I hurried to be seated inside the van and smiled to myself at the thought of seeing Mui Ne for the first time. Suddenly a young female passenger, about 23 years old, came to sit next to me – who asked me to call her name in English, Teresa. We looked at each other at first, and then I decided to speak to her in English. She responded in a very good English.
Teresa looked around, and whispered to me that the van was not going to Mui Ne but Phan Thiet city. I couldn’t imagine Phan Thiet city as I had so far imagined only Mui Ne all this while. Feeling devastated, I asked Teresa to call my friend Zoey. The other lesson I learnt was to buy a cheap sim card quickly whenever I got to a new place. It could be cheaper than I would have thought.
Honestly, I was quite prepared by writing down Zoey’s family’s house address in my notebook in advance but soon I realized with grief that we were not going directly to Mui Ne, but to Phan Thiet city. I tried to think positively that something good would happen if I did something . Perhaps, there would be a plan for me. Then, I kept chatting with Teresa.
Teresa and I quickly became friends. Her brother, about 21, was later picked up along the way, and joined us as long as he got into the van. I suddenly realized at that moment that some young Vietnamese if not all have been struggling to have a good command of English for study and work. It reminded me of Khang, a 9 year old boy who impressed me and my travelling friends with his almost perfect English and quite a mature manner.
Both Teresa and her brother kept entertaining me along the way with their fun stories about their staying in Ho Chi Minh city. They talked with immense pride about their hometown. I felt that I could relate a lot to them: living far away from one’s family and having to juggle between financially supporting oneself and the family. It is the moment of each action that shapes who we are, I thought in my mind.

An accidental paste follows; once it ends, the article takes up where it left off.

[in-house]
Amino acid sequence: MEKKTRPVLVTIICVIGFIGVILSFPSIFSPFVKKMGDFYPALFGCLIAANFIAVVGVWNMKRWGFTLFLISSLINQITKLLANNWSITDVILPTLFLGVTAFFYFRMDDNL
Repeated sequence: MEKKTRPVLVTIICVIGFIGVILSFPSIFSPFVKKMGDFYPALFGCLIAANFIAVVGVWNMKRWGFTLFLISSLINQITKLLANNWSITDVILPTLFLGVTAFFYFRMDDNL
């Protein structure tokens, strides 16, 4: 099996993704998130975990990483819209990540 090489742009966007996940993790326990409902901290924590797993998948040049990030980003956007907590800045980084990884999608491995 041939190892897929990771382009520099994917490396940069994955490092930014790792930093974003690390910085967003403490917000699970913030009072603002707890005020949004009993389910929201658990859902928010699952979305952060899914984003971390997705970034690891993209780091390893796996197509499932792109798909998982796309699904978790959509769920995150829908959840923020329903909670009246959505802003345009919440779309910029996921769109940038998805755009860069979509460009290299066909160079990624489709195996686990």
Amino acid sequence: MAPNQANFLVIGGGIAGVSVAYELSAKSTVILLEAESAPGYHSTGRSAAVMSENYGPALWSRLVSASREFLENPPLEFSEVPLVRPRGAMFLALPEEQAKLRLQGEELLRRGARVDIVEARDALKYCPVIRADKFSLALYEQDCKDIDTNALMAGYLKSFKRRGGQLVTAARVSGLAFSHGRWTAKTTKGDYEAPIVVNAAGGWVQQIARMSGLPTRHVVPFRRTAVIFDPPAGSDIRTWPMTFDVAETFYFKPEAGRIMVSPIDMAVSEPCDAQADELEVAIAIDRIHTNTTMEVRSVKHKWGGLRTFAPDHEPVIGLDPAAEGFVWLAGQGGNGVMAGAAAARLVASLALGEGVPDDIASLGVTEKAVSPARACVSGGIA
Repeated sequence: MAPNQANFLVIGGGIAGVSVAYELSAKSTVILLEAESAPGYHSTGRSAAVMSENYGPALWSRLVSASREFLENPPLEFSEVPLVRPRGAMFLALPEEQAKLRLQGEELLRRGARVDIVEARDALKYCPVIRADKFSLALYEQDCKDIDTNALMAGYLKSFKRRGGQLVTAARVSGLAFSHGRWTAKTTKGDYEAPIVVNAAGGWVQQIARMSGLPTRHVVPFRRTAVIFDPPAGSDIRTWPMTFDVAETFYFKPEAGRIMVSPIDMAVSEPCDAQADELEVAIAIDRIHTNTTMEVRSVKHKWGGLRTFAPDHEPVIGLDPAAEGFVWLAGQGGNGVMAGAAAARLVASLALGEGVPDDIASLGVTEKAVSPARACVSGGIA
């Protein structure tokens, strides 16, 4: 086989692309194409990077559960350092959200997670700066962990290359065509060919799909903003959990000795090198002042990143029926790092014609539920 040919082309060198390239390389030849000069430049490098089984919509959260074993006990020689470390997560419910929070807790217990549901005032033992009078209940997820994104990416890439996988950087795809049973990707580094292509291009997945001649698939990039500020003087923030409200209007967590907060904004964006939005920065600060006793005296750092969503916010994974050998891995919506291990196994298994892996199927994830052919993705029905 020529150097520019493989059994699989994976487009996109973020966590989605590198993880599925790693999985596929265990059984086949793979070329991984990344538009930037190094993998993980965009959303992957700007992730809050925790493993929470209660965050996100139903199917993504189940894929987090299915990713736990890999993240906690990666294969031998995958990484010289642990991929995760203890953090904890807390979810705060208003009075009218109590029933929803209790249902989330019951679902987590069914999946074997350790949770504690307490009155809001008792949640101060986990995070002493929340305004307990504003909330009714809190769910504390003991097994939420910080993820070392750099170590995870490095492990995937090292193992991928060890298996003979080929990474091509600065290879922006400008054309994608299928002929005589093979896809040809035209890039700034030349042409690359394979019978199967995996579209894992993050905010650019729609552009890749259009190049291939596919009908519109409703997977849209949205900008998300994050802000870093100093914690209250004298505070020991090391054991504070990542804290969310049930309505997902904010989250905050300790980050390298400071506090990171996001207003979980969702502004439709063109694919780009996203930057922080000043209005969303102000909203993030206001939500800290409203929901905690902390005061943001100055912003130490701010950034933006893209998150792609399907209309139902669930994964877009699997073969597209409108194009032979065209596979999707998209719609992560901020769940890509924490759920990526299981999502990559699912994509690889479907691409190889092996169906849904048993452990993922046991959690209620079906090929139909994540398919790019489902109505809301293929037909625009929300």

I preferred listening to them talking about their lives but the van had to stop because it was lunch time. Teresa and her brother opted for the cheapest lunch: two boiled eggs, veggie pickles and rice. However, when the bill arrived, the I was ashamed to order chicken with veggie pickles and rice. Teresa offered to pay for my lunch. I said no, for sure. As a visitor to a neighbouring country, I was struck overwhelmed with her kindness. Travelling on a short budget themselves, they still insisted on paying for my lunch. I said no the second time, but Teresa had already paid for the lunch.
On the way, I was excitedly thinking about Zoey’s family. Zoey told me that her mom works as a high school teacher. She teaches more than six hours a day. Her dad was a teacher too, but now he takes care of 200 dragon fruit plants. Pretty huge. I got to taste the sweet purple dragon fruit from their farm! Zoey’s sister sings like a little diva. And, I had so much fun for the two night and 3 day stay with Zoey’s family in Phan Thiet city. The place totally reminded me of dreamy Pondicherry (former Puducherry).
My host in Binh Thuan (Zoey’s mom)
My host mom cooked breakfast, lunch and dinner for me. She got up at around 5:30am to do some exercise and take a great deal of fresh air near the beach and while I stayed there, returned home with a bag of food. I really appreciated that!
Embarrassingly, I spoke not more than few words in Vietnamese. We mostly communicated through body language (body gestures) and Google Translate. Amazingly, they have very fast Internet connection at home, which Tram, Zoey’s sister, often uses to do her academic research. Thus, Google Translate saved me a lot of time and headache. That moment she understood my first sentence I wrote in English and translated into Vietnamese by Google Translate, I knew that Google Translate and I were gonna be the inseparable friends.